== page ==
With him, when I was a senior, I think Zelmo might have been a junior and they were better than we were. His team was better because he was a big, strong guy and we didn’t have a center at A&T who could physically play him. So they beat us in the tournament. For some reason, I have no idea why, when he went to St. Louis, he must have had a flashback or something and he got into it. He got after Tom Meschery, and Tom was a teammate of mine. I just got out there, trying to separate them, and I guess Zelmo had a flashback on me at A&T, so now he’s challenging me and the rest is history. To make a long story short, it didn’t go real well for him. And like I said, once it started, it was hard to stop. He was a terrific player, though.

In 1970, you became a player-coach. What were those dual roles like?

It’s very simple. If you look back then, there were five player-coaches. There was only one who was really successful, and his name was Bill Russell. I say it all the time: The reason Bill Russell was a great coach was because Bill Russell the coach had Bill Russell the player playing for him. I had Al Attles playing for me, and we never won the championship. If you look down, even a guy like Lenny Wilkens, as good as he was, they never won a championship when he was a player-coach. The reason that teams did it was you saved the salary. You pay one guy one salary and it takes two jobs. Money was a problem back then. All you have to do is look now; you don’t see player-coaches any longer.

Was it tough to multitask and try to do everything?

Oh, absolutely. Here’s the problem when you become a player-coach: You can’t change what you do as a coach and then go in the game and change it as a player. For instance, when you go on the floor, you can’t say, “OK, now, I’m a player, and I’m going to think like a player,” and turn to a guy on the bench and say, “You monitor the coaching.” What happens is when you’re on the floor, as a coach, you’re supposed to think like a coach, but you’re thinking like a player. How can you start getting on your players for making mistakes at halftime when you’re making the same mistakes? You’re throwing away the ball, missing shots, taking bad shots, not playing defense. As a coach, you can say all those things, but as a player, they gonna look at you and say, “You’re making the same mistakes.” It just doesn’t work.

Did it have any significance for you, being one of the first African American coaches in the league?

Let’s be honest: Back then, it was something that didn’t happen very often. Like I said, Bill was the first; Lenny and I came the same year. I think you have to be very, very careful  Bill was able to coach a championship team, I was able to coach a championship team, Lenny was able to coach a championship team, Doc Rivers, but it hasn’t been done very often. I think anytime you start thinking it was you as a coach, you better start looking at your bench and who those players were, because if you don’t have the players out there, you are not going to do it. And, of course, K.C. out in Boston. Actually, he did it in Washington and Boston. But you’ve got to get the right players. You’ve got to be careful that you don’t get it twisted: I just had very, very good players. Without those players, we wouldn’t be talking about it today. That’s the way that works.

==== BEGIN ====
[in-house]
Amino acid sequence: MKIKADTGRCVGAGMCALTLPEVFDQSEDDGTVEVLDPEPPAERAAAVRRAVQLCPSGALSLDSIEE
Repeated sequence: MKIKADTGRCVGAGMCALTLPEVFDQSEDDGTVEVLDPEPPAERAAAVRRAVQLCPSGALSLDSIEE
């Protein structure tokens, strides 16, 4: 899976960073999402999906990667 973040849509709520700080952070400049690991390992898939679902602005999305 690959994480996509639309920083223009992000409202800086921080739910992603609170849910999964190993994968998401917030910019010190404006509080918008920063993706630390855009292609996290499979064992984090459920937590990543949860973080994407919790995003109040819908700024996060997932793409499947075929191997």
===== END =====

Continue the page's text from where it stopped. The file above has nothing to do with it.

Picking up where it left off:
You coached the Warriors to the championship in 1975. What was that run like for you?

I’ve often said this: Any coach on any level, they all would have one team that they said was special. Coaches that were fortunate to have more than one championship team, if you asked them, they’d always say there’s one team that stands out above the rest. We only won one championship, we missed another chance, but if you take the coach who’s won the most championships and asked Russell or anybody who has won more than one championship, and you said, “Who’s your favorite team?” — they’d always come up with one team, because it’s something special that happens.

In our case, no one thought much of us. I remember after we lost the first game of the season, someone wrote an article to call the season off, because we’re going to be terrible all year. We ended up winning the championship, and the same writer acted like he never said it. But that’s OK: Opinions are like noses, everybody’s got one. The one thing that resonated with that team is that they never, ever believed what was said about them, good or bad. When things didn’t go well, they never believed what was said about them, and then when we started winning and things started changing, all of a sudden people started saying so many nice things about us that we never believed it anyway. Here’s what they believed in  they believed in each other, the total team, and they did the things necessary to win. That was a special team and I was fortunate to be a part of it.